Data Smog

What does Data Smog mean?

Data smog refers to an overwhelming amount of data and information – often obtained through an Internet search – whose volume serves more to confuse the user than illuminate a topic. Data smog is a term coined from a book written by the journalist David Shenk, which deals with the influence of the information technology revolution and how the vast amount of information available online make it increasingly difficult to separate facts from fiction.

The amount of data available on nearly any topic today is overwhelming, and while it can be advantageous, this constant bombardment can also have side effects that are not unlike air pollution in that they are gradual, insidious and largely invisible. These include impaired performance and increased stress. Experts have provided tips on how to avoid the effects of data smog. These include:

  • Spend some time away from communication devices, the Internet and the television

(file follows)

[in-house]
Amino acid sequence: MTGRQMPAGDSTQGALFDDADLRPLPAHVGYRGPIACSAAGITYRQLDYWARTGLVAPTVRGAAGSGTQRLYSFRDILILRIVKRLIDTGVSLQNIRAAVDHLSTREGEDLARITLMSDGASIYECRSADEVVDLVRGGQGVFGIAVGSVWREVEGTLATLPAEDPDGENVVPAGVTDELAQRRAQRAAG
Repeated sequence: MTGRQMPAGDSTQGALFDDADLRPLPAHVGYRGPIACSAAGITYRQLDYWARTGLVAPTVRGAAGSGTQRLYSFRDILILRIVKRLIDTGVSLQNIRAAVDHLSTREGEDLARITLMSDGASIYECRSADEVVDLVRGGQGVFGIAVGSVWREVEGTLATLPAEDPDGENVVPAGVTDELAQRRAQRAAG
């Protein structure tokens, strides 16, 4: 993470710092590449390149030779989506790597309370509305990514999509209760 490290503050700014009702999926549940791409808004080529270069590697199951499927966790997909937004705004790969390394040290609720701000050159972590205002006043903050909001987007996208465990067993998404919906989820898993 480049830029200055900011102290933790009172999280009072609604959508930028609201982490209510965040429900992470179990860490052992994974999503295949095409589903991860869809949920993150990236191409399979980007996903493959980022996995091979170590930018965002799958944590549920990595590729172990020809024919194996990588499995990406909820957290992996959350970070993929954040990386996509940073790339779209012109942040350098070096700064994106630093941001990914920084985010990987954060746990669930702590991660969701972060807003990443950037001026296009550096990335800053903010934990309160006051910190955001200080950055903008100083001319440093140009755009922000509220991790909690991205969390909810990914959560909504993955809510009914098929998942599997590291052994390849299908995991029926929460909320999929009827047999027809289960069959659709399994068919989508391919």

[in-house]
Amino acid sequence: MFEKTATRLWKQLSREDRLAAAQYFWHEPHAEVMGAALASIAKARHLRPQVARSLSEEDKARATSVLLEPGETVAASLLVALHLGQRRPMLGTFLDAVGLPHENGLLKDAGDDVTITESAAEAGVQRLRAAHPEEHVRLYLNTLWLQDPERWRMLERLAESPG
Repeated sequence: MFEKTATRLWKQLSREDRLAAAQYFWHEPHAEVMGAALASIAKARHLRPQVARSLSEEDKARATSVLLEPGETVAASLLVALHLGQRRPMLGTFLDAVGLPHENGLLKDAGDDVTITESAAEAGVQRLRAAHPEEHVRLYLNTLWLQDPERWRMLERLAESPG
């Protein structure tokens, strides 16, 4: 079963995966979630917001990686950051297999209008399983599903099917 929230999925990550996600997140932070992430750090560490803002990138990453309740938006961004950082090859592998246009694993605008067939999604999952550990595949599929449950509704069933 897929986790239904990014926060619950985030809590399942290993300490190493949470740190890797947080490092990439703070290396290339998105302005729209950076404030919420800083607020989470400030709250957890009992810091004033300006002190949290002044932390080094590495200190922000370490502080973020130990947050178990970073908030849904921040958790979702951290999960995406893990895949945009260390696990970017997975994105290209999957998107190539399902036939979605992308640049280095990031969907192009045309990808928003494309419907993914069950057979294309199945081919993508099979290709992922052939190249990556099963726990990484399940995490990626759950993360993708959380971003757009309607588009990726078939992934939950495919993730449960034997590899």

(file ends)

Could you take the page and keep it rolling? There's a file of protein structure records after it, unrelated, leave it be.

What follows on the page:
• Try going on “data fasts”
  • Browse through newspapers and magazines and cut out the articles that you want to read and learn about
  • Make use of filtering for unwanted emails
  • Do not send or forward urban legends, chain letters or any useless information to others
  • Write concisely and briefly
  • Systematize your Web bookmarks or folders


What does Netwar mean?

A netwar is a form of low-intensity conflict that is waged by netizens, or people on the Internet (referred hereafter as networked actors), which include criminal organizations, transnational terrorists, social movement groups and activist groups.

The war is waged through decentralized and flexible network structures. It essentially refers to the conflict being waged over the Internet and networked systems such as information mobilization, hackings and counter-hackings, and, to a lesser extent, even very simple heated arguments over random topics between groups or cells.

Netwar is a concept unique to the Internet and information technology industry as a whole. It was introduced in the early 1990s by RAND Corporation, a US government-funded think-tank. The essence of netwar is the emerging forms of conflict in which the participants (i.e., networked actors) are made up of scattered groups and networks rather than of a cohesive institution whose main aim is to use knowledge, understanding and information in order to achieve a goal rather than to explicitly control physical resources and territory, which characterizes traditional wars.

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